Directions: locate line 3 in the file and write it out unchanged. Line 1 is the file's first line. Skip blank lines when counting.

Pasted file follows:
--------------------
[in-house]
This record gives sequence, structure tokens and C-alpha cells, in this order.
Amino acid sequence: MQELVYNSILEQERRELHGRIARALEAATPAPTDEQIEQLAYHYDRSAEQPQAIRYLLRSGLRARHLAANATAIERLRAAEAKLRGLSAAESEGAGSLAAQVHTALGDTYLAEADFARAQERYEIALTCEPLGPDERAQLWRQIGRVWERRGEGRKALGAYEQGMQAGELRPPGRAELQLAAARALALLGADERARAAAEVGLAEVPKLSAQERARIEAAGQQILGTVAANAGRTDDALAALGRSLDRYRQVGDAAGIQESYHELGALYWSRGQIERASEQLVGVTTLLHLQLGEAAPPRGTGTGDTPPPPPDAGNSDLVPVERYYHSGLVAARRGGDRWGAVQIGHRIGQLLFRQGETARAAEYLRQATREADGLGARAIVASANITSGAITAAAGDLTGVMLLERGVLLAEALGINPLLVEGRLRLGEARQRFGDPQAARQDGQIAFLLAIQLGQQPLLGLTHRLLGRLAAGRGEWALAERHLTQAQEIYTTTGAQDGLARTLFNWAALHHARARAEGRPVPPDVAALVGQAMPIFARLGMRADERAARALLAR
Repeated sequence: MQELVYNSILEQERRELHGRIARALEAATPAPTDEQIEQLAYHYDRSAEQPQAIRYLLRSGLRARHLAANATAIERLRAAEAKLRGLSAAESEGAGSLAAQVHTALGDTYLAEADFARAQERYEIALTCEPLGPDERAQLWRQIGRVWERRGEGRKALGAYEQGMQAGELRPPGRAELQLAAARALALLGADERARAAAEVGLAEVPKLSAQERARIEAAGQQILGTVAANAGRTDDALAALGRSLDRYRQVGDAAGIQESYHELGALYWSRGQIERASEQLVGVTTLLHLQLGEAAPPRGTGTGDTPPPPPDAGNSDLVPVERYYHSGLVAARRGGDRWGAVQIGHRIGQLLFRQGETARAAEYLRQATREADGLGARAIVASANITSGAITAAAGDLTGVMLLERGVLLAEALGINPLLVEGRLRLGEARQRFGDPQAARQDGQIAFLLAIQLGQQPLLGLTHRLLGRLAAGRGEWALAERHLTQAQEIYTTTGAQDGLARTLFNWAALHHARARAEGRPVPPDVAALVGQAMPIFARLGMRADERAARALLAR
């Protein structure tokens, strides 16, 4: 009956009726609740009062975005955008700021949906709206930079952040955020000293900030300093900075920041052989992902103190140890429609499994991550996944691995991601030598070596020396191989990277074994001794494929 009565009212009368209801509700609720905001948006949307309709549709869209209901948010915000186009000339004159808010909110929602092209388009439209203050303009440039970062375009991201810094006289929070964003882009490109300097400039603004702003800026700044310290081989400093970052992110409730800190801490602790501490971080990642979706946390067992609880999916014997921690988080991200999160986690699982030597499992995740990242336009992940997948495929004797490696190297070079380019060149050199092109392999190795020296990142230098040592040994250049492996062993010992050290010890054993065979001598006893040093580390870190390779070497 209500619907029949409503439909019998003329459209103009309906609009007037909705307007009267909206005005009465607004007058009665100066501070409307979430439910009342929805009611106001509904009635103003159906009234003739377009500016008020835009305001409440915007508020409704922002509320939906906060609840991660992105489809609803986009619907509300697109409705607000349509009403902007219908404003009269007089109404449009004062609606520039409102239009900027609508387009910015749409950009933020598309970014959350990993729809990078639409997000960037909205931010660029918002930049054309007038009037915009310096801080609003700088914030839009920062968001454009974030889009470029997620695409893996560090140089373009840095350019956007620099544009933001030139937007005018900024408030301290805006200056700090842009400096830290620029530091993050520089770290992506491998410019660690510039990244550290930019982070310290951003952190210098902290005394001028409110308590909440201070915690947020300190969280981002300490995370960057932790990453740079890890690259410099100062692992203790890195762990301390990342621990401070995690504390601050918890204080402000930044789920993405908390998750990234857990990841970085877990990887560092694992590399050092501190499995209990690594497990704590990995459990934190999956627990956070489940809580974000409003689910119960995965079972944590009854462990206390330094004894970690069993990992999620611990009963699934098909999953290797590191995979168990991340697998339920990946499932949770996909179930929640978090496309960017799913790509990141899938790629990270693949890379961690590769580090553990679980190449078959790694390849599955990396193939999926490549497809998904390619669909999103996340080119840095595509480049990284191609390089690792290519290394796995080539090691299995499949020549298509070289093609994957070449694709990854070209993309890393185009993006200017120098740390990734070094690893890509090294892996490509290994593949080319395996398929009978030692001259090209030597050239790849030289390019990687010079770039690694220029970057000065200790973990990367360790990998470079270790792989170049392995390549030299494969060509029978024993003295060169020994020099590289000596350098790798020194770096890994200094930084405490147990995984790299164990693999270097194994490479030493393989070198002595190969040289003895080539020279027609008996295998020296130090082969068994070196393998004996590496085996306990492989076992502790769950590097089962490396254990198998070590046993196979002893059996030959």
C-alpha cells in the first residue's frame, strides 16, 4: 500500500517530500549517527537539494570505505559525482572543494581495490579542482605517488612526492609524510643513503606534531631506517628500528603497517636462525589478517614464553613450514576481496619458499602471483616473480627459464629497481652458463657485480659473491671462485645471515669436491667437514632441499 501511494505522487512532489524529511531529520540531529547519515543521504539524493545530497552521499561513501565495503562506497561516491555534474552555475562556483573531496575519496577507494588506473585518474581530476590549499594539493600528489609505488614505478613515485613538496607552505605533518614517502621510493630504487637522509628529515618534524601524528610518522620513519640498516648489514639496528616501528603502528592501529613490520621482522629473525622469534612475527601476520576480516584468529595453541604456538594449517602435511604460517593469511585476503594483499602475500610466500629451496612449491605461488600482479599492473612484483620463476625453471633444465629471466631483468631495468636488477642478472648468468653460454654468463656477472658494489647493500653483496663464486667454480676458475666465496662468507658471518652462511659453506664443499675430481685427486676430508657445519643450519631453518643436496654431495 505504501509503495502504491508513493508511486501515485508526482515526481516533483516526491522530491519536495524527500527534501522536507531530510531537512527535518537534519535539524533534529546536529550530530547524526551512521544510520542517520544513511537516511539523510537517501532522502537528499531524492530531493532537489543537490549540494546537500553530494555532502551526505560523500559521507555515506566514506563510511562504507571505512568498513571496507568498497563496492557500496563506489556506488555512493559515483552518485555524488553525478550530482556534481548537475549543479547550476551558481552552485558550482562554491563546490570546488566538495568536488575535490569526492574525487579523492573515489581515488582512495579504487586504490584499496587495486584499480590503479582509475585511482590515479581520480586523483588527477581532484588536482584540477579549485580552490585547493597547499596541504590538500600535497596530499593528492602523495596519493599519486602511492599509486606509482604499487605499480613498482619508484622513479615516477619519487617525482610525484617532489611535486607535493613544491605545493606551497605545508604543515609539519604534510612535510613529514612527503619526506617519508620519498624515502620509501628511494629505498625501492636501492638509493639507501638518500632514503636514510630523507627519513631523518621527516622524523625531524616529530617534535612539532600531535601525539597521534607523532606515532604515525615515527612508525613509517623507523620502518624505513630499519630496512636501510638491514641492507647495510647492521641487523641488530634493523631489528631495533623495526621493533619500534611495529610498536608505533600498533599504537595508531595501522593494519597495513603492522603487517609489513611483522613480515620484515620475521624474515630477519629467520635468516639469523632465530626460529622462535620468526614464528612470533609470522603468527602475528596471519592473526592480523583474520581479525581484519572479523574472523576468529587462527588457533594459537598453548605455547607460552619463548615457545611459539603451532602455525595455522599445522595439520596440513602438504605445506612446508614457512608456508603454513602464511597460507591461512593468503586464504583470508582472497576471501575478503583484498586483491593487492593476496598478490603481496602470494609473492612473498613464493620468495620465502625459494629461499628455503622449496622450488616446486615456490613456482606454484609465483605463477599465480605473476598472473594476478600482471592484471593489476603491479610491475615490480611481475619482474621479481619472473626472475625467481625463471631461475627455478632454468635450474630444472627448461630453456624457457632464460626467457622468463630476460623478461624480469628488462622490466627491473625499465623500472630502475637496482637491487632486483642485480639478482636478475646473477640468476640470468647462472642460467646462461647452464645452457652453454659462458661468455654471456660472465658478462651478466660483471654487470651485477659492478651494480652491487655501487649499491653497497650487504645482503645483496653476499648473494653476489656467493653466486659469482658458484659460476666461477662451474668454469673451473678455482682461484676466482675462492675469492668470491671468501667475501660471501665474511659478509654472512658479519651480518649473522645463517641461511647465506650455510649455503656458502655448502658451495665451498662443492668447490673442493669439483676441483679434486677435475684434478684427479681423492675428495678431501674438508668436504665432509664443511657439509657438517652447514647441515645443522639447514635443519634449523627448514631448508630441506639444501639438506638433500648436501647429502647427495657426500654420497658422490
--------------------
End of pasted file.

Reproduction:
Amino acid sequence: MQELVYNSILEQERRELHGRIARALEAATPAPTDEQIEQLAYHYDRSAEQPQAIRYLLRSGLRARHLAANATAIERLRAAEAKLRGLSAAESEGAGSLAAQVHTALGDTYLAEADFARAQERYEIALTCEPLGPDERAQLWRQIGRVWERRGEGRKALGAYEQGMQAGELRPPGRAELQLAAARALALLGADERARAAAEVGLAEVPKLSAQERARIEAAGQQILGTVAANAGRTDDALAALGRSLDRYRQVGDAAGIQESYHELGALYWSRGQIERASEQLVGVTTLLHLQLGEAAPPRGTGTGDTPPPPPDAGNSDLVPVERYYHSGLVAARRGGDRWGAVQIGHRIGQLLFRQGETARAAEYLRQATREADGLGARAIVASANITSGAITAAAGDLTGVMLLERGVLLAEALGINPLLVEGRLRLGEARQRFGDPQAARQDGQIAFLLAIQLGQQPLLGLTHRLLGRLAAGRGEWALAERHLTQAQEIYTTTGAQDGLARTLFNWAALHHARARAEGRPVPPDVAALVGQAMPIFARLGMRADERAARALLAR